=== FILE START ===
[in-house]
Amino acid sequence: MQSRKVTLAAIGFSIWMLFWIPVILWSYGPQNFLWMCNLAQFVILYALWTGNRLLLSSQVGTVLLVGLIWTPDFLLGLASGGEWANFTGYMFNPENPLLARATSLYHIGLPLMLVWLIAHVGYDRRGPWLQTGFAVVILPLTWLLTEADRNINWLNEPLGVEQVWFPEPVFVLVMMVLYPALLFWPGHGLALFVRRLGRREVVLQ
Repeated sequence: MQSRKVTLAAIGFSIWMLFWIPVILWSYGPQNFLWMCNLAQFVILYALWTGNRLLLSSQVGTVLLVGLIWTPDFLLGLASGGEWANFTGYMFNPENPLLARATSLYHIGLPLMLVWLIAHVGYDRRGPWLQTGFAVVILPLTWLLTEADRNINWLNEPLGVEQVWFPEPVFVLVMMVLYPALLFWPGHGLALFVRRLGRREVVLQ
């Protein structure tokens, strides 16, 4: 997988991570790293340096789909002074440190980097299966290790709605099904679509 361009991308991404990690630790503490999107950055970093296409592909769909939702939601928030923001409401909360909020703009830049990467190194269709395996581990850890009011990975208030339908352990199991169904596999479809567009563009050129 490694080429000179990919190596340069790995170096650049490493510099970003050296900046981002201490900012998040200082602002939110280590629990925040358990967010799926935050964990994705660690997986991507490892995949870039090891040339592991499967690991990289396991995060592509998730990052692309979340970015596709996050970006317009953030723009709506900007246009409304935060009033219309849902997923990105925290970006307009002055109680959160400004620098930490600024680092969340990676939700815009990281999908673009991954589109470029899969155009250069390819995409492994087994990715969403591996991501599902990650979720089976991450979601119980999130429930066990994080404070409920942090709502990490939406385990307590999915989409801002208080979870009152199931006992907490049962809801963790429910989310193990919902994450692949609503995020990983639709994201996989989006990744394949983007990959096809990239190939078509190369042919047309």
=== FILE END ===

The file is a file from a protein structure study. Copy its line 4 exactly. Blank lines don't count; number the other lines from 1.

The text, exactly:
């Protein structure tokens, strides 16, 4: 997988991570790293340096789909002074440190980097299966290790709605099904679509 361009991308991404990690630790503490999107950055970093296409592909769909939702939601928030923001409401909360909020703009830049990467190194269709395996581990850890009011990975208030339908352990199991169904596999479809567009563009050129 490694080429000179990919190596340069790995170096650049490493510099970003050296900046981002201490900012998040200082602002939110280590629990925040358990967010799926935050964990994705660690997986991507490892995949870039090891040339592991499967690991990289396991995060592509998730990052692309979340970015596709996050970006317009953030723009709506900007246009409304935060009033219309849902997923990105925290970006307009002055109680959160400004620098930490600024680092969340990676939700815009990281999908673009991954589109470029899969155009250069390819995409492994087994990715969403591996991501599902990650979720089976991450979601119980999130429930066990994080404070409920942090709502990490939406385990307590999915989409801002208080979870009152199931006992907490049962809801963790429910989310193990919902994450692949609503995020990983639709994201996989989006990744394949983007990959096809990239190939078509190369042919047309």